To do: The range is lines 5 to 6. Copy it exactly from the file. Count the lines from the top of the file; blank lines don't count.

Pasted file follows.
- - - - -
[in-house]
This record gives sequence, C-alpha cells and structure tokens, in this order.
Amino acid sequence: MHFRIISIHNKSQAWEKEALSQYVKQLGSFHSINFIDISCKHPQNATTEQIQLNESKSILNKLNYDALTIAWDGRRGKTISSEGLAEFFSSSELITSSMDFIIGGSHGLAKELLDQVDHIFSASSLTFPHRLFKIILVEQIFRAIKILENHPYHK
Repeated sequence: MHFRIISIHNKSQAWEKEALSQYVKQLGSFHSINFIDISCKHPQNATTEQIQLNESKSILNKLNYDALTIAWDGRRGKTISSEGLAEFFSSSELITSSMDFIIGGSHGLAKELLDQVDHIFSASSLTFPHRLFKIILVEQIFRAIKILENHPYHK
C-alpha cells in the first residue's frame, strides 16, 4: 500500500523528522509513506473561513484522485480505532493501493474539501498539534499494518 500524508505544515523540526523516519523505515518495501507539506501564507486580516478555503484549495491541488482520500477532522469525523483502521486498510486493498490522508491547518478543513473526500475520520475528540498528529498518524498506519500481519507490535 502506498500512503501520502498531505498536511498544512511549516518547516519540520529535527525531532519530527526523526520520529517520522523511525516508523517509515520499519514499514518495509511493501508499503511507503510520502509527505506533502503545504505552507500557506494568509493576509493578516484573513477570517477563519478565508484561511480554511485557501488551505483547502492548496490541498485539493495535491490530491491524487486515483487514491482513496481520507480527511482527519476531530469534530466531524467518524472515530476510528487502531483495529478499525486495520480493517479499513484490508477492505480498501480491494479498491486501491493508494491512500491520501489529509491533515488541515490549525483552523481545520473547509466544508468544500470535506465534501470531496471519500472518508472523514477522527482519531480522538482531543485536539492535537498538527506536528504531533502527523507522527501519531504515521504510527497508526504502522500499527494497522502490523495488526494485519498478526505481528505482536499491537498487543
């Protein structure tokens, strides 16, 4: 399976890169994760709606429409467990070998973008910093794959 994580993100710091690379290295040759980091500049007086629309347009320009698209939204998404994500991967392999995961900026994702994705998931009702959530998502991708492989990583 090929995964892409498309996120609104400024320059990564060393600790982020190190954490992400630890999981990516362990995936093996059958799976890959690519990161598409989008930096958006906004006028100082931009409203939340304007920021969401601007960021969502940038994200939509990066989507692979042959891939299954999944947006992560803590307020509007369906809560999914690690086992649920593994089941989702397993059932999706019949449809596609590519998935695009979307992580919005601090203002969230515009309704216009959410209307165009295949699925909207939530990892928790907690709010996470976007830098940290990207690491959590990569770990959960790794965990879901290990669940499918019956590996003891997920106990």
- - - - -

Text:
C-alpha cells in the first residue's frame, strides 16, 4: 500500500523528522509513506473561513484522485480505532493501493474539501498539534499494518 500524508505544515523540526523516519523505515518495501507539506501564507486580516478555503484549495491541488482520500477532522469525523483502521486498510486493498490522508491547518478543513473526500475520520475528540498528529498518524498506519500481519507490535 502506498500512503501520502498531505498536511498544512511549516518547516519540520529535527525531532519530527526523526520520529517520522523511525516508523517509515520499519514499514518495509511493501508499503511507503510520502509527505506533502503545504505552507500557506494568509493576509493578516484573513477570517477563519478565508484561511480554511485557501488551505483547502492548496490541498485539493495535491490530491491524487486515483487514491482513496481520507480527511482527519476531530469534530466531524467518524472515530476510528487502531483495529478499525486495520480493517479499513484490508477492505480498501480491494479498491486501491493508494491512500491520501489529509491533515488541515490549525483552523481545520473547509466544508468544500470535506465534501470531496471519500472518508472523514477522527482519531480522538482531543485536539492535537498538527506536528504531533502527523507522527501519531504515521504510527497508526504502522500499527494497522502490523495488526494485519498478526505481528505482536499491537498487543
């Protein structure tokens, strides 16, 4: 399976890169994760709606429409467990070998973008910093794959 994580993100710091690379290295040759980091500049007086629309347009320009698209939204998404994500991967392999995961900026994702994705998931009702959530998502991708492989990583 090929995964892409498309996120609104400024320059990564060393600790982020190190954490992400630890999981990516362990995936093996059958799976890959690519990161598409989008930096958006906004006028100082931009409203939340304007920021969401601007960021969502940038994200939509990066989507692979042959891939299954999944947006992560803590307020509007369906809560999914690690086992649920593994089941989702397993059932999706019949449809596609590519998935695009979307992580919005601090203002969230515009309704216009959410209307165009295949699925909207939530990892928790907690709010996470976007830098940290990207690491959590990569770990959960790794965990879901290990669940499918019956590996003891997920106990």